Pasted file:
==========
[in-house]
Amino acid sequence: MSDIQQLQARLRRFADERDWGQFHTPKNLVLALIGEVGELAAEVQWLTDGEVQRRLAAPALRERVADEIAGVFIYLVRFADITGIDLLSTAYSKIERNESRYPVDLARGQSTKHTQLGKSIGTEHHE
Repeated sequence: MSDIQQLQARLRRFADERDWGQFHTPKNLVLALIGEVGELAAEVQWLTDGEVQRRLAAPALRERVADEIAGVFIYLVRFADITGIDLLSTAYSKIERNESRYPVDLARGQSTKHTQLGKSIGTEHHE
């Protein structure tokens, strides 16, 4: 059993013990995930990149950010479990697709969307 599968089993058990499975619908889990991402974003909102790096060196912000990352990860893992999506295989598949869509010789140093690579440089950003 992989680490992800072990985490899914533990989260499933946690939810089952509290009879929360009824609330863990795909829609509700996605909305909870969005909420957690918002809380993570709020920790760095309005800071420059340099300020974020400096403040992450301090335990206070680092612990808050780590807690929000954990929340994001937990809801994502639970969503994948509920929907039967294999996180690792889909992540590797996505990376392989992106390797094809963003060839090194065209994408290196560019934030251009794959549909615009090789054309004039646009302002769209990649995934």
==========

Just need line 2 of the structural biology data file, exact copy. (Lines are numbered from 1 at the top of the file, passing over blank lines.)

Amino acid sequence: MSDIQQLQARLRRFADERDWGQFHTPKNLVLALIGEVGELAAEVQWLTDGEVQRRLAAPALRERVADEIAGVFIYLVRFADITGIDLLSTAYSKIERNESRYPVDLARGQSTKHTQLGKSIGTEHHE